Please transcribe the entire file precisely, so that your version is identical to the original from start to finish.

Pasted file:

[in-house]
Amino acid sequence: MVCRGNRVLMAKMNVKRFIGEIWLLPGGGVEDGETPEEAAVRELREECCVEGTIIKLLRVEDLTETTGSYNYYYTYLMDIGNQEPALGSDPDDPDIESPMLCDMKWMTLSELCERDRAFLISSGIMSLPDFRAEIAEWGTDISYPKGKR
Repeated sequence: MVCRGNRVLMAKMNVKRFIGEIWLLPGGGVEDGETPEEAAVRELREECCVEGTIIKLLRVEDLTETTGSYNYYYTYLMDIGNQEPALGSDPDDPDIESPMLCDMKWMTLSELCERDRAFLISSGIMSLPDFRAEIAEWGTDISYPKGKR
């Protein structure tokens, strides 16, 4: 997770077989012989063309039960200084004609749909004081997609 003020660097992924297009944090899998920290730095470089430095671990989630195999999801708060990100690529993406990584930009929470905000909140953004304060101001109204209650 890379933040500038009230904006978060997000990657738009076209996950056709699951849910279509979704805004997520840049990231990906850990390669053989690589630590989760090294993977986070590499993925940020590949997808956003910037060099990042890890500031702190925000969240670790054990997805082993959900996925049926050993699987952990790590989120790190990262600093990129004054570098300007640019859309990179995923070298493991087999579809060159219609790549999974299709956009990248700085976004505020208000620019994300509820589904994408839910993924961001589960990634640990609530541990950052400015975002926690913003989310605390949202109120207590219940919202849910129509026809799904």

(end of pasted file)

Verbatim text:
[in-house]
Amino acid sequence: MVCRGNRVLMAKMNVKRFIGEIWLLPGGGVEDGETPEEAAVRELREECCVEGTIIKLLRVEDLTETTGSYNYYYTYLMDIGNQEPALGSDPDDPDIESPMLCDMKWMTLSELCERDRAFLISSGIMSLPDFRAEIAEWGTDISYPKGKR
Repeated sequence: MVCRGNRVLMAKMNVKRFIGEIWLLPGGGVEDGETPEEAAVRELREECCVEGTIIKLLRVEDLTETTGSYNYYYTYLMDIGNQEPALGSDPDDPDIESPMLCDMKWMTLSELCERDRAFLISSGIMSLPDFRAEIAEWGTDISYPKGKR
């Protein structure tokens, strides 16, 4: 997770077989012989063309039960200084004609749909004081997609 003020660097992924297009944090899998920290730095470089430095671990989630195999999801708060990100690529993406990584930009929470905000909140953004304060101001109204209650 890379933040500038009230904006978060997000990657738009076209996950056709699951849910279509979704805004997520840049990231990906850990390669053989690589630590989760090294993977986070590499993925940020590949997808956003910037060099990042890890500031702190925000969240670790054990997805082993959900996925049926050993699987952990790590989120790190990262600093990129004054570098300007640019859309990179995923070298493991087999579809060159219609790549999974299709956009990248700085976004505020208000620019994300509820589904994408839910993924961001589960990634640990609530541990950052400015975002926690913003989310605390949202109120207590219940919202849910129509026809799904």